Review by: Gram Ponante
“Faithless” is not a feel-good movie, unless movies like “In the Bedroom” were fun for you. But it is full of uncomfortable situations and vigorous sex that you know meant something for the performers.
“Faithless” opens with Calli (McCarty) primping for a performance; the performance is makeup sex with poor, muddled Nico (Voodoo). Turning on the waterworks (as this is not a squirting movie, it must be pointed out that the waterworks are from her eyes), Calli gets Nico right where she wants him, which is to be discovered by her husband, Danny (Steven St. Croix), and Nico’s girlfriend in her carnal embrace. Was it worth it, Voodoo?
It all started innocently enough. Calli is Danny’s trophy wife, hated by his daughter, Sarah, played by Daisy Marie. Nico comes up to the cabin in the mountains to be with Sarah but her dad, proud of his hot new wife, shows her off to his daughter’s beau. It proves to be Danny’s undoing.
Already there are more elements to this porn movie, more setup and plot, more credible situations, than others. Naturally Sarah hates her stepmom, naturally Nico’s buddy, James Deen, wants in on Sarah, naturally Sarah overhears all this exposition.
And then there are Danny’s best friend Simon (Herschel Savage) and his own trophy wife Terry (Kelly Leigh). Simon is a sad sack whose wife and best friend waste no time availing each other of her fellatio skills.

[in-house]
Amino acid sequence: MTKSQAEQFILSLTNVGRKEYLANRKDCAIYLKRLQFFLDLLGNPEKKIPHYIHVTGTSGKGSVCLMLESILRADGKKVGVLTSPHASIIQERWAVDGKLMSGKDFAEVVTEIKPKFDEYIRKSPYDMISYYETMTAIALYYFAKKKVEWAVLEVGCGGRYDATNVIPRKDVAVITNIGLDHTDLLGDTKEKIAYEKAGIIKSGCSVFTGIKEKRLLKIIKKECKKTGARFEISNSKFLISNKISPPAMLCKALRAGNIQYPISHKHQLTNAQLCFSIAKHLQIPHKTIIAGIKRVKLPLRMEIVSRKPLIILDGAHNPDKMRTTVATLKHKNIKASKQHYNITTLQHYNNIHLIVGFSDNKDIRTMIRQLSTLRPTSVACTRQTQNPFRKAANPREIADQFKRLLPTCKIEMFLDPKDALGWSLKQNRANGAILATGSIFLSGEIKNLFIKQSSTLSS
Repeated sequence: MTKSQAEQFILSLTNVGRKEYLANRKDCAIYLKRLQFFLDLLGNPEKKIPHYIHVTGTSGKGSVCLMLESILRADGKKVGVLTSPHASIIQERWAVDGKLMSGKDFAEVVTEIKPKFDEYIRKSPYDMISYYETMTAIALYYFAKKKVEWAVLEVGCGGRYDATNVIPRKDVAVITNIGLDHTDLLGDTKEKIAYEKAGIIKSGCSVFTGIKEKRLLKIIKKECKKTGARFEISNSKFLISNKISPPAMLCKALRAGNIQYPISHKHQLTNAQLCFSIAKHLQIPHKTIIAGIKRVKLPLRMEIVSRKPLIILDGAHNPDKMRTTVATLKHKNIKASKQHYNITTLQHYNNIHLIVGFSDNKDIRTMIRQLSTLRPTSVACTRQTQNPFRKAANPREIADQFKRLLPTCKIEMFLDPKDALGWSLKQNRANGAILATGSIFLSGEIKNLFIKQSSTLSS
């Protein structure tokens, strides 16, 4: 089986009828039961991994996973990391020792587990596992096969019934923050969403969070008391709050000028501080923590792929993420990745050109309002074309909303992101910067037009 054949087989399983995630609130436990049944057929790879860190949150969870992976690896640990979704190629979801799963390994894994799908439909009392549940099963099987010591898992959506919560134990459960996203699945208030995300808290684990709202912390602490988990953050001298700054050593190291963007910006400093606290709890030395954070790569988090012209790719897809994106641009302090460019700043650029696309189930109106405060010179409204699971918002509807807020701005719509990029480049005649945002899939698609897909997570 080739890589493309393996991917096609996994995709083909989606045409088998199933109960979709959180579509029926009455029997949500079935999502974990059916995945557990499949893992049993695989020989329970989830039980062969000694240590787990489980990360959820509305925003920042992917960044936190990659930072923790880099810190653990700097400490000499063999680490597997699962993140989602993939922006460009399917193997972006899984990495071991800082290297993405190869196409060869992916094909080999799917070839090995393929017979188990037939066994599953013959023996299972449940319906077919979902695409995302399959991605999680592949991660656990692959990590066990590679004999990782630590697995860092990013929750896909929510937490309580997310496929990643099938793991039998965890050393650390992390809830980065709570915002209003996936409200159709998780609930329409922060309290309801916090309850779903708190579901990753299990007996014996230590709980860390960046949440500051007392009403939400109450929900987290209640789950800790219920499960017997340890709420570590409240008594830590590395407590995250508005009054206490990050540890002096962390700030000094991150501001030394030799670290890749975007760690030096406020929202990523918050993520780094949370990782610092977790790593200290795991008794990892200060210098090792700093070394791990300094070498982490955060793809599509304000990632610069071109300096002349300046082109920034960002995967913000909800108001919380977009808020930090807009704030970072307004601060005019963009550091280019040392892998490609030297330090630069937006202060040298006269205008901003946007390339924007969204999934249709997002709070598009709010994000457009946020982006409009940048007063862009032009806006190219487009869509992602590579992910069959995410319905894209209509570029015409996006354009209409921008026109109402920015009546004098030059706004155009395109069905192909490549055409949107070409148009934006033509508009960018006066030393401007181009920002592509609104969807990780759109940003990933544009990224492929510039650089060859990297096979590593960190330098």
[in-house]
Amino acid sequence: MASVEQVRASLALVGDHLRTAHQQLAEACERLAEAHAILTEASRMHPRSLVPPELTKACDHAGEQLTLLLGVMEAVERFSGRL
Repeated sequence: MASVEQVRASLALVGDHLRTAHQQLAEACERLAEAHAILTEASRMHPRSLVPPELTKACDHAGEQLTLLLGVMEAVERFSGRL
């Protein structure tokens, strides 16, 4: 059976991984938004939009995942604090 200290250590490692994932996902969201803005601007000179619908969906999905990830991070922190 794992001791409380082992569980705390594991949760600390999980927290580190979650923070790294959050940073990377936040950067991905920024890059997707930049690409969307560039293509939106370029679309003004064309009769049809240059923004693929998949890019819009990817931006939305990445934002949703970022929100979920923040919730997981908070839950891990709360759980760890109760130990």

But despite the family tension and Simon’s dire warning to Nico that he hopes Danny doesn’t own a shotgun, Nico and Sarah do manage to steal away to a bucolic spot and go fishing. Ass fishing.
But the idyll doesn’t last. Calli has captured Nico’s heart, you see, and back in L.A. she calls him, having stolen his number from her stepdaughter’s phone. The cad, he comes right over. But she is playing mind games with him.
“I just wanted to see if you’d come,” she says, leaving.
But lest you think Calli is the fly in the ointment, Sarah, too, seems particularly prone to unhingement. We end up feeling sorry for Danny, even though we know that he, too, is a filthy adulterer. Of particular resonance is a scene where Danny and Calli try to get their groove on but daughter Sarah keeps interrupting, asking for cash. The viewer is left wondering who he wants to hate or fuck more.
Until finally we are left with a portrait of Danny as a guy who finds crazy women comforting (at least that’s what I got out of it). After a landmark rape-in-so-many-words scene that stands in for an argument between the married couple, Danny then goes to his old standby, Terry, for a top-off. By this point we’re rooting for no one.
And when, loopy as she is, Calli ties all the loose ends together, we see her scorched-earth logic. You’re looking at the generic boxcover and thinking, “Are we talking about the same movie?”
In Hollywood, February is traditionally the month in which all the also-ran movies are released. But, much as I am loathe to say it so soon after January’s AVN awards, “Faithless” is my choice to clean up next year; its themes of Women Are Unstable, Men Are Assholes really looks like America these days. And I would give Kelli McCarty and Steven St. Croix acting trophies, because it’s hard to focus during a rape.